ICAM130 Data Visualization Series: This is a series of visualizations created during related courses and independent research at UCSD.
Exploring Cooper-Hewitt Data
An increasing number of museums, such as the “Cooper Hewitt, Smithsonian Design Museum”, are opening up their data to the public. The following is an demonstrative installation where museum visitors can walk through a history of American artworks. It stemmed from an exploration of the potential applications with the Cooper Hewitt data.
Artworks were downloaded and plotted in various configurations. The most interesting clusters were differences in American, Austrian, French, and Italian artworks. Plotted below are their artworks over time (x-axis) and luminance (y-axis).
To be frank, these explorations of such low-level (easy-access) artistic attributes didn’t produce imageplots of any real significance. Hence, an exploration of possible installations was undertaken.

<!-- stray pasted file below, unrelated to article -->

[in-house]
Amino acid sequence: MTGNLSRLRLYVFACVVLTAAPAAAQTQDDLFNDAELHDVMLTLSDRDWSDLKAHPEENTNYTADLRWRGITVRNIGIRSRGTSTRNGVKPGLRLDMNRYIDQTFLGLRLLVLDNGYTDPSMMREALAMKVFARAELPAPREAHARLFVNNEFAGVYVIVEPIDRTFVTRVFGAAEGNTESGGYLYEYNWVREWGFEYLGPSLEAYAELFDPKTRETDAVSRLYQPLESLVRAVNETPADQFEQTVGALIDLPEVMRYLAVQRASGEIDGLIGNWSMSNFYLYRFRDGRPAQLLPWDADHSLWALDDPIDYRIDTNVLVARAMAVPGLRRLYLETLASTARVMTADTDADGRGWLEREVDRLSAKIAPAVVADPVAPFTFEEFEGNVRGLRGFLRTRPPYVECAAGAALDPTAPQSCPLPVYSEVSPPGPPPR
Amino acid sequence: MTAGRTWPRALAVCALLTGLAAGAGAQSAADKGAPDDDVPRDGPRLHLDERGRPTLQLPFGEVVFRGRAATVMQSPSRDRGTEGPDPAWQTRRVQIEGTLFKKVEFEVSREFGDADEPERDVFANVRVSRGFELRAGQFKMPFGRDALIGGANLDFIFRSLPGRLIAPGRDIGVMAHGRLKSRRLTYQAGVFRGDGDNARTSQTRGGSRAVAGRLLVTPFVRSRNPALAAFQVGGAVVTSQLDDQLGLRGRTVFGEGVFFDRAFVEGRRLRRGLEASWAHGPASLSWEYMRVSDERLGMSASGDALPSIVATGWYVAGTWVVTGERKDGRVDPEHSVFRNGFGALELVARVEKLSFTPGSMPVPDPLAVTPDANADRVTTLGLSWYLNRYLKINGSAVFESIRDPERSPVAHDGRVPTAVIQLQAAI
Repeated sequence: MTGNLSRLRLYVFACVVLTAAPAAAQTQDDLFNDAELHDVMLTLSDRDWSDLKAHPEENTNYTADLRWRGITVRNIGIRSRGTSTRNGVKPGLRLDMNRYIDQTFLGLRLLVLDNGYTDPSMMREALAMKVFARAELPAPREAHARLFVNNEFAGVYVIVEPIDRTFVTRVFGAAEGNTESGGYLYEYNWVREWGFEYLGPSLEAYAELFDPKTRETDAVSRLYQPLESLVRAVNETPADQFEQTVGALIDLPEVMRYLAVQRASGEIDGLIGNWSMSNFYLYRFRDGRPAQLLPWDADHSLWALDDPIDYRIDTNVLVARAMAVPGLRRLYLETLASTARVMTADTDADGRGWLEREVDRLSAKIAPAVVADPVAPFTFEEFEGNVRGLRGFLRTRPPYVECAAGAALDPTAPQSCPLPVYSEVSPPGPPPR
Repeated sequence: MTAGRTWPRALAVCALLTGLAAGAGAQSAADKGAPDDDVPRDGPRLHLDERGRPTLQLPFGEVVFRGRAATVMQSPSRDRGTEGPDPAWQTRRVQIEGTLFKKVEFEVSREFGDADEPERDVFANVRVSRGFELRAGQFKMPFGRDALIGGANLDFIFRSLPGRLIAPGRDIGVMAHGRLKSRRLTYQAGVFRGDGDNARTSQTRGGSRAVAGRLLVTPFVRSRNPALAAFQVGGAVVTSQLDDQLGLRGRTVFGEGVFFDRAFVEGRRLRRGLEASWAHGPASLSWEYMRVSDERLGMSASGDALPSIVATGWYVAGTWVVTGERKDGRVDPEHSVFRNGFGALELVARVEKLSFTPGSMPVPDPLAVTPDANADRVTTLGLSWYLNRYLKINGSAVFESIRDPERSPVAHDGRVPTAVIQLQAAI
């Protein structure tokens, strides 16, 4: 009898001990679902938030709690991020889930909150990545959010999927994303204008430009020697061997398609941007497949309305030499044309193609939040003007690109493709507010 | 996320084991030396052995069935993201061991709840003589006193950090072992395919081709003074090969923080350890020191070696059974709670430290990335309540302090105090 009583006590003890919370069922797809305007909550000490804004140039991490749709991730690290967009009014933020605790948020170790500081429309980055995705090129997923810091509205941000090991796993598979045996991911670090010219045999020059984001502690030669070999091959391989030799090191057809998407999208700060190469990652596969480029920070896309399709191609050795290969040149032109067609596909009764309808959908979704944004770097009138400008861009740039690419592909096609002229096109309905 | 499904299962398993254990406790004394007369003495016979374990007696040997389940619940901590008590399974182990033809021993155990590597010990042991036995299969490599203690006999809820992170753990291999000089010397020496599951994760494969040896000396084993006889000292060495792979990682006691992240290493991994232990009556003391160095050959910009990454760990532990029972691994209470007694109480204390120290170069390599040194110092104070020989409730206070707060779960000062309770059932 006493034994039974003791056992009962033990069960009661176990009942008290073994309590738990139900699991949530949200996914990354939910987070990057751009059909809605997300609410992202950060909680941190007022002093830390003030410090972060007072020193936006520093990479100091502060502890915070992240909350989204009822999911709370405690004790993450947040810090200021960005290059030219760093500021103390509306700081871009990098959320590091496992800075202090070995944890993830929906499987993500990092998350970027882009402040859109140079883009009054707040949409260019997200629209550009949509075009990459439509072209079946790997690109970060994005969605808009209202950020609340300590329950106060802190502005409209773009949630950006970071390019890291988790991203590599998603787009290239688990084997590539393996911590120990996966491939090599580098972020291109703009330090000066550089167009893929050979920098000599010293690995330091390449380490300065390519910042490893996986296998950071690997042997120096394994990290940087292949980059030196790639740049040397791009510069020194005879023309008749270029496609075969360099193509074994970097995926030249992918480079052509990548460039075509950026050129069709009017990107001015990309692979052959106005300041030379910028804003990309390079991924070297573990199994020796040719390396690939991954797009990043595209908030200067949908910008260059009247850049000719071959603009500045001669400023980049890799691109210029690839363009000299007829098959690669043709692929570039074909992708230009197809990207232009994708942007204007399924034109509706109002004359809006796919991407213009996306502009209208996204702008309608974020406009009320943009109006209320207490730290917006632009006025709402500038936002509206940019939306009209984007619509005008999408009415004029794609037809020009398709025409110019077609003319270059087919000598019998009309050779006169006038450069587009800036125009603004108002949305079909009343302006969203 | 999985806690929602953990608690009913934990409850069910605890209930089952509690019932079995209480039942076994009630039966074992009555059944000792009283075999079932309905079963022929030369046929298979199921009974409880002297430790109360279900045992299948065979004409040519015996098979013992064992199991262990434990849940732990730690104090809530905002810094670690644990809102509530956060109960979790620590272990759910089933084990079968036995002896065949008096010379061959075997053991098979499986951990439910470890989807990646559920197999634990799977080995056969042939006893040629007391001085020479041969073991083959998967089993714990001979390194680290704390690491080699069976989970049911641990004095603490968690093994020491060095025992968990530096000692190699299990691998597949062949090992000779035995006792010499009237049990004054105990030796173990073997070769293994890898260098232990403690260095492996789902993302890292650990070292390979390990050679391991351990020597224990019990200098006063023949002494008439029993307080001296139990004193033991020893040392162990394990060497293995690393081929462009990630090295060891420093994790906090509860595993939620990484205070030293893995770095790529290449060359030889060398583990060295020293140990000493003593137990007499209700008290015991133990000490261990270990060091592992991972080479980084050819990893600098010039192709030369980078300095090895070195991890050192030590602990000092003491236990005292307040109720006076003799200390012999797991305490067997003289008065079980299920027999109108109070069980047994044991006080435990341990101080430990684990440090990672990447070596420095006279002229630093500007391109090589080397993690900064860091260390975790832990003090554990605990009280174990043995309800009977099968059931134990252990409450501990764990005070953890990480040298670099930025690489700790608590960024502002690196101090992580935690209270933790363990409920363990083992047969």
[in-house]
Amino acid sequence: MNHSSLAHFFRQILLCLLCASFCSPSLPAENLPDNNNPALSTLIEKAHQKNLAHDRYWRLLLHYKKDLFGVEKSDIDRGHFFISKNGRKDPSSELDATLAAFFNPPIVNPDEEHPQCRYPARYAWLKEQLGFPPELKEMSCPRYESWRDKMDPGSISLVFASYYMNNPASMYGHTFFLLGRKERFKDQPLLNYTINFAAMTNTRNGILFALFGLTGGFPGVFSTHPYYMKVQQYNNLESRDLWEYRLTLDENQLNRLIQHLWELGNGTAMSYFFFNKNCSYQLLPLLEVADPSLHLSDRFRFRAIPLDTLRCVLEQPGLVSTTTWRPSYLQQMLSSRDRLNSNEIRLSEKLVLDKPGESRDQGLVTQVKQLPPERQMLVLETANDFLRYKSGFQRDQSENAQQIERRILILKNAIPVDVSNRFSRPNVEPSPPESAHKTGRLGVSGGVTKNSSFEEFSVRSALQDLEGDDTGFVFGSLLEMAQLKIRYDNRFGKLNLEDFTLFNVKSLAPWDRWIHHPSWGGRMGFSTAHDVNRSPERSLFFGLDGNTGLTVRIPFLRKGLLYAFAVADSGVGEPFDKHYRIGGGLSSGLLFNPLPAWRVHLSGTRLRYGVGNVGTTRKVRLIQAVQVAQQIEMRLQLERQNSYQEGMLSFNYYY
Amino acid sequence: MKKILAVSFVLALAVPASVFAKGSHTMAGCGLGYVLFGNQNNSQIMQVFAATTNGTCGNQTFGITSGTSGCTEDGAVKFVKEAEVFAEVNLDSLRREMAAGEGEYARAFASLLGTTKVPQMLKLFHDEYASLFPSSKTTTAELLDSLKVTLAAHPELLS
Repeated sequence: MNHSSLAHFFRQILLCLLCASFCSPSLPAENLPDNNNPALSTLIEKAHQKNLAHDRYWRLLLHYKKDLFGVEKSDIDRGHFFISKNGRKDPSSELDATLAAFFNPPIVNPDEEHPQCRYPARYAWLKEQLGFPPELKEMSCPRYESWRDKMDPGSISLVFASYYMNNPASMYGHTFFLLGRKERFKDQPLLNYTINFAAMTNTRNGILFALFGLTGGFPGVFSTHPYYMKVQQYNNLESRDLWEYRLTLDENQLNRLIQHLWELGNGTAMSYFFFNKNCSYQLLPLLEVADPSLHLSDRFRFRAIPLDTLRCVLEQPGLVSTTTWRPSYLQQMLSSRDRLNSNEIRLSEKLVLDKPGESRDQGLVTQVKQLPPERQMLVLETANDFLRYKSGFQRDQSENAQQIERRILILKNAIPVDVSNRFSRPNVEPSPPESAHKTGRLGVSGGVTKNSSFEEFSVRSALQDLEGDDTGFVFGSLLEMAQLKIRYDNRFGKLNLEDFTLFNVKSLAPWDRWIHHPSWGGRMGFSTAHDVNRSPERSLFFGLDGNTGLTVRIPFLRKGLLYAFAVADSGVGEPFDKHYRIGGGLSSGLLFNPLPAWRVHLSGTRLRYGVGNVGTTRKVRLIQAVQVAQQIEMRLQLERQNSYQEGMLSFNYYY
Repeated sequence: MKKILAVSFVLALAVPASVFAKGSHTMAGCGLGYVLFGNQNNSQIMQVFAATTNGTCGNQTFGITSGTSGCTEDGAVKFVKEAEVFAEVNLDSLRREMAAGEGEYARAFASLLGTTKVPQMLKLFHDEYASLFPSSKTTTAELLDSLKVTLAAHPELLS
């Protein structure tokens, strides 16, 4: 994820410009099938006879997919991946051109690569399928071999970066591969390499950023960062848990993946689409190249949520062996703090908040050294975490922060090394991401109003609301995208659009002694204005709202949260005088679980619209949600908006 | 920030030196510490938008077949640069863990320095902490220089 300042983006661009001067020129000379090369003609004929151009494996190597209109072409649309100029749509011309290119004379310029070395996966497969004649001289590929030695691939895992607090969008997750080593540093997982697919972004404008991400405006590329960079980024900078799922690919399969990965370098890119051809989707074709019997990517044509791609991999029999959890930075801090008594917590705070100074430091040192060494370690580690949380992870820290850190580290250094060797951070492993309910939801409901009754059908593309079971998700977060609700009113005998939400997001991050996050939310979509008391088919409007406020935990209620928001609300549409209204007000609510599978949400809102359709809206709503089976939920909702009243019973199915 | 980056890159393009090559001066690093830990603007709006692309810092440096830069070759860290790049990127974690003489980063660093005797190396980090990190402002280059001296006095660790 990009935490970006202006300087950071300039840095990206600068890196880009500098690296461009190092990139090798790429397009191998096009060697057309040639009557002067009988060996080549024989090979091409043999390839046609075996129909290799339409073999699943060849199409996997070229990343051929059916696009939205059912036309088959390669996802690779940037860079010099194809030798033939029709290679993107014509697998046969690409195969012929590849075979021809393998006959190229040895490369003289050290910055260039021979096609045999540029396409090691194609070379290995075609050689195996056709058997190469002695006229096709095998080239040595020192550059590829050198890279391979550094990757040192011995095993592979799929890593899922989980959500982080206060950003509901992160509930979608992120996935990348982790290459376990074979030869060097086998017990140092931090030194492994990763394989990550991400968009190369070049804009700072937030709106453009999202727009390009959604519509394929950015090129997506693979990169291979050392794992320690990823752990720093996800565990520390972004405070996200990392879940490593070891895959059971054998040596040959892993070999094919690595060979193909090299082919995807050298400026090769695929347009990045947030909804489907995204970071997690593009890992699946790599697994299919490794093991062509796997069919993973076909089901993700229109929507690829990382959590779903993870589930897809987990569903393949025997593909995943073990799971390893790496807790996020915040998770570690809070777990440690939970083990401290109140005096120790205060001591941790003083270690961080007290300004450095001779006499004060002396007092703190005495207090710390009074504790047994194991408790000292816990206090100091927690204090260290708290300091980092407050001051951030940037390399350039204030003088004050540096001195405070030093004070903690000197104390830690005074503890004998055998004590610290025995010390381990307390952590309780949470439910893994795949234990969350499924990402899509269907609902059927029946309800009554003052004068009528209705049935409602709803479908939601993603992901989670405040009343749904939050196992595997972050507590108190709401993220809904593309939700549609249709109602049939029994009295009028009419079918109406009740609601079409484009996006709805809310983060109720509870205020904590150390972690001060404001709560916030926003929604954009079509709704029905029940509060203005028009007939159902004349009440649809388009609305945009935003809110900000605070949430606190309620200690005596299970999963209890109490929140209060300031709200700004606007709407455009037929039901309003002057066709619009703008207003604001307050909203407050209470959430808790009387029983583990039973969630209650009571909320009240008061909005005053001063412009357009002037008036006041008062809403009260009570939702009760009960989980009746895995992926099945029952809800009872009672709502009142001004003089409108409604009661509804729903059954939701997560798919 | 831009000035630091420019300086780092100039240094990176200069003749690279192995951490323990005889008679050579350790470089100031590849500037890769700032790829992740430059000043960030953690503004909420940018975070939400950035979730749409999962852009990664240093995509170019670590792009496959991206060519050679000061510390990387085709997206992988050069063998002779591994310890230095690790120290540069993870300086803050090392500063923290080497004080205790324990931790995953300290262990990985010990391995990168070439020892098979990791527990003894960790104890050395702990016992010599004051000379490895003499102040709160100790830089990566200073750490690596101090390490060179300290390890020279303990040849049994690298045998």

As I was in America at the time, I decided to focus on building a quick conceptual installation in a few hours to showcase American art.
Quick plots of the distribution of artworks were done.
To optimize user-control over their movements, a limited time period was selected (from 1850 to 2000) after a much larger period was explored.
[Figure. Detailed Banner Timeline. 10138 x 1121]
An installation was created that would showcase an artwork in time when someone was present based on their location. It even allowed for multiple users. This results in an installation where people can literally walk through time.